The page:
Variation of Stamp Duties Regulations 2001

[back to previous text]

Mr. Edward Davey: I welcome you to the Chair, Mr. Cummings.

I should like to ask the Minister about the rationale behind the proposal. I am sure that hon. Members are familiar with the urban taskforce report. The urban taskforce, which was chaired by Lord Rogers, was the first Government body to propose this measure. It first suggested the idea in June 1999 as a way in which to help the demand side of the urban housing equation by encouraging people to move to deprived urban areas. Many of us were interested in that argument and wanted to have it tested. As the hon. Member for Arundel and South Downs (Mr. Flight) said, there is always concern that when one messes around with the taxation system one might not achieve one's objective, however laudable it may be.

In the cases of the housing, property and land markets, the value of tax relief often gets capitalised in the price, which confers no real advantage. The measure might not change behaviour because it may simply give a one-off benefit to those who currently hold housing assets. That would not provide the shift of people into deprived areas, which means that income and wealth levels would not improve.

My question, which follows on from the point made by the hon. Member for Arundel and South Downs, is what studies have the Government done to check whether Lord Rogers's proposals are sensible? I should hope that the Treasury has done some background modelling to check whether this type of incentive has worked elsewhere, and I hope that the Minister can share that information with the Committee. My reading of Lord Rogers' report was that this was a nice idea with which he and his colleagues had come up. That is fine, because we need new ideas to stimulate the policy debate, but we must ensure that those ideas are effective. Lord Rogers's excellent report did not provide the economic analysis, which would include modelling and experience from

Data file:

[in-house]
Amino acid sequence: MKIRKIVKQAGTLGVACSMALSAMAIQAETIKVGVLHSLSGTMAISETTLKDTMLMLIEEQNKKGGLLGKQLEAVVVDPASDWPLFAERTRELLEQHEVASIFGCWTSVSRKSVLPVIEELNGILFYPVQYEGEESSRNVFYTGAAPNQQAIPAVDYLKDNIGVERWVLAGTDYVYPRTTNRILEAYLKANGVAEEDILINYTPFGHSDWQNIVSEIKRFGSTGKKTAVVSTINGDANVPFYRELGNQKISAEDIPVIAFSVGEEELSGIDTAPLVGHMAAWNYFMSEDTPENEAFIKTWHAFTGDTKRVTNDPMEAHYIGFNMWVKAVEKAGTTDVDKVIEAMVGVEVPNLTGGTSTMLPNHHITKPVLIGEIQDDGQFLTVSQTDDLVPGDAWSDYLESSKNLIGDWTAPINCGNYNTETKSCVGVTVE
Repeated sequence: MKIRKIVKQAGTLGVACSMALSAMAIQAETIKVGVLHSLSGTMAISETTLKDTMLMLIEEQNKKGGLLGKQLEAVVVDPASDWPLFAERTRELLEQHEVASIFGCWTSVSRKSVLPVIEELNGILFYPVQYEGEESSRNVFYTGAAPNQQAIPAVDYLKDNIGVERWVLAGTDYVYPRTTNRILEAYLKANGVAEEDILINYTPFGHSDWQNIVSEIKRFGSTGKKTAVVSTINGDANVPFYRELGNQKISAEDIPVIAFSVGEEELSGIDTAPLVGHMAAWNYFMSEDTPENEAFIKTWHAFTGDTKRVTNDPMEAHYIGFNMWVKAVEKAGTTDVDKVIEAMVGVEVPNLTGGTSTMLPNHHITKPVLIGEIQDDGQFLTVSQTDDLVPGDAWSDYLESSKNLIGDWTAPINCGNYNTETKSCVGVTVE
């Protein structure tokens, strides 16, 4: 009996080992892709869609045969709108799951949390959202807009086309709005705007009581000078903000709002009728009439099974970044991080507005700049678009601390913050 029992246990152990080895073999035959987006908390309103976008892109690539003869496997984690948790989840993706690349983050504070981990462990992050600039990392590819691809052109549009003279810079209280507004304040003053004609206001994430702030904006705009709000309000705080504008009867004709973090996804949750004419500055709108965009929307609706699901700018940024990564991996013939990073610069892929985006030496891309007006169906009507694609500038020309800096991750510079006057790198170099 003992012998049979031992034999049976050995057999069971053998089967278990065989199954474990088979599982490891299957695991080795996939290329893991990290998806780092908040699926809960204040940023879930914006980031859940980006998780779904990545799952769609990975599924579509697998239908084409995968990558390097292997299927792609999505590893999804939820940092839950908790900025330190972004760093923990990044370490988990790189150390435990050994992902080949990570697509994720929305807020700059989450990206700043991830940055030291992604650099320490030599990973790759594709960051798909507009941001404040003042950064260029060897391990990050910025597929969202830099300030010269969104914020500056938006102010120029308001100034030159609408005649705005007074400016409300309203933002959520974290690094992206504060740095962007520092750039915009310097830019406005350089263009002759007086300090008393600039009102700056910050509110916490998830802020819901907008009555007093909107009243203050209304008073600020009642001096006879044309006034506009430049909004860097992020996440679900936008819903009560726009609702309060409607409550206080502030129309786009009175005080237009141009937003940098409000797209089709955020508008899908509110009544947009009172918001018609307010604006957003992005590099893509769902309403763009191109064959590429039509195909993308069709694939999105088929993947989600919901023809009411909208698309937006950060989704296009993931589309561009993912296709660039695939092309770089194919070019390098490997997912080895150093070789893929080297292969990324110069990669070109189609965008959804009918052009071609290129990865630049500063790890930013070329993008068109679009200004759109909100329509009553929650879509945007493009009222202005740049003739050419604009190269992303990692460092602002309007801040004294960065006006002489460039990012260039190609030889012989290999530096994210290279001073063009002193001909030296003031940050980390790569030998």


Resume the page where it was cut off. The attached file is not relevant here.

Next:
Column Number: 7

other countries, that I should want if I were a Minister. The Government's objective is correct, and we must ensure that our deprived areas, both urban and rural, can share in the nation's prosperity. That objective is laudable, and I hope that all hon. Members share it.

The question for the Committee is whether this measure is the best way to achieve that objective. Will we obtain best value for the money that we are putting in through this tax relief? I make that point because I want to check who will benefit. As the hon. Member for Arundel and South Downs suggested, perhaps it will be the landlords.

In many inner London areas, for example that represented by my hon. Friend the Member for Southwark, North and Bermondsey (Simon Hughes), many houses are owned by the council. The people on the lowest incomes live in social housing, which they rent. They will not derive a direct benefit from this because they do not own property and their chances of moving are limited. However, the Minister may argue that the wider community will benefit because there will be a greater mix in the social make-up of those areas. That argument is similar to what Baroness Thatcher described as the drip-down effect, except the effect would occur in a local community. Perhaps the thinking behind his analysis is neo-Thatcherite?

If the idea is that yuppies will benefit from the measure, but by spreading their wealth in nearby businesses and shops that will feed through to those on lower incomes, that is not a direct way of targeting help. Perhaps there are other ways to target help such as job creation measures through the new deal. I want to test the Minister to see whether he can come up with good arguments in Committee.

I also want to check how the Minister will define these deprived areas in the legislation. We have been given a wonderful map, we have checked the website and we have seen the wards that will benefit, none of which—as the Member for Arundel and South Downs has already been informed—is in my constituency. I want to know how the Minister will define deprivation and how that definition will stand the test of time. If this works, the areas that benefit will not be the most deprived. The index of multiple deprivation, which seems to lie behind the analysis, could be criticised for the way in which it is compiled.